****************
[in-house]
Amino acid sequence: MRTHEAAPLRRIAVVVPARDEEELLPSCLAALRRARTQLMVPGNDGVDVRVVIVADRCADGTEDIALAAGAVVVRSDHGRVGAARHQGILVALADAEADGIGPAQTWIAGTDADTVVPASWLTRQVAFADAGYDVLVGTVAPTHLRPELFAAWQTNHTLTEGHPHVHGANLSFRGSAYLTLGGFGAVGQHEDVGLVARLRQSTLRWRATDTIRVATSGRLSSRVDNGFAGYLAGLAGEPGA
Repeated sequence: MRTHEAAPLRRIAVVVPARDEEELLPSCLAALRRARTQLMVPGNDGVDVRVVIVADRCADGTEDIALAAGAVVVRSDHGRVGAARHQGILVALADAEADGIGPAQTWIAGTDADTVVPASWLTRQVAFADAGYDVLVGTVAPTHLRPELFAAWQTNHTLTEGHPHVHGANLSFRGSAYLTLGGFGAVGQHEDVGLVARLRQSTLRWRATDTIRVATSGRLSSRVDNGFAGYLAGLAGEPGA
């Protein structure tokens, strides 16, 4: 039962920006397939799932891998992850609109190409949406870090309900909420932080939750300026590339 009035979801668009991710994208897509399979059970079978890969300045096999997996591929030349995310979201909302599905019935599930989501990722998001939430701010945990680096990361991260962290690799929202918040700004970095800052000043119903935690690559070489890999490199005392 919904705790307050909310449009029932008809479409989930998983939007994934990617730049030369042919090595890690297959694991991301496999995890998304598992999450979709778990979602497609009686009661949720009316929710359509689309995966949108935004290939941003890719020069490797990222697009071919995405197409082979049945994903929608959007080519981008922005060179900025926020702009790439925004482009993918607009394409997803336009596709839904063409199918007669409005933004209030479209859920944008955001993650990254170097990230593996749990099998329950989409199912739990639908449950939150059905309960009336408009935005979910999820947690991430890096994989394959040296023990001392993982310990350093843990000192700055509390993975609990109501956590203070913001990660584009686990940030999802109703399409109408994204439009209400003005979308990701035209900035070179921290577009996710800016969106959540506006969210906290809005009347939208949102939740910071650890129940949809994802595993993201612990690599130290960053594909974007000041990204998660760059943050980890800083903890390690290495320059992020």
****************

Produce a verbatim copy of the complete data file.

[in-house]
Amino acid sequence: MRTHEAAPLRRIAVVVPARDEEELLPSCLAALRRARTQLMVPGNDGVDVRVVIVADRCADGTEDIALAAGAVVVRSDHGRVGAARHQGILVALADAEADGIGPAQTWIAGTDADTVVPASWLTRQVAFADAGYDVLVGTVAPTHLRPELFAAWQTNHTLTEGHPHVHGANLSFRGSAYLTLGGFGAVGQHEDVGLVARLRQSTLRWRATDTIRVATSGRLSSRVDNGFAGYLAGLAGEPGA
Repeated sequence: MRTHEAAPLRRIAVVVPARDEEELLPSCLAALRRARTQLMVPGNDGVDVRVVIVADRCADGTEDIALAAGAVVVRSDHGRVGAARHQGILVALADAEADGIGPAQTWIAGTDADTVVPASWLTRQVAFADAGYDVLVGTVAPTHLRPELFAAWQTNHTLTEGHPHVHGANLSFRGSAYLTLGGFGAVGQHEDVGLVARLRQSTLRWRATDTIRVATSGRLSSRVDNGFAGYLAGLAGEPGA
């Protein structure tokens, strides 16, 4: 039962920006397939799932891998992850609109190409949406870090309900909420932080939750300026590339 009035979801668009991710994208897509399979059970079978890969300045096999997996591929030349995310979201909302599905019935599930989501990722998001939430701010945990680096990361991260962290690799929202918040700004970095800052000043119903935690690559070489890999490199005392 919904705790307050909310449009029932008809479409989930998983939007994934990617730049030369042919090595890690297959694991991301496999995890998304598992999450979709778990979602497609009686009661949720009316929710359509689309995966949108935004290939941003890719020069490797990222697009071919995405197409082979049945994903929608959007080519981008922005060179900025926020702009790439925004482009993918607009394409997803336009596709839904063409199918007669409005933004209030479209859920944008955001993650990254170097990230593996749990099998329950989409199912739990639908449950939150059905309960009336408009935005979910999820947690991430890096994989394959040296023990001392993982310990350093843990000192700055509390993975609990109501956590203070913001990660584009686990940030999802109703399409109408994204439009209400003005979308990701035209900035070179921290577009996710800016969106959540506006969210906290809005009347939208949102939740910071650890129940949809994802595993993201612990690599130290960053594909974007000041990204998660760059943050980890800083903890390690290495320059992020």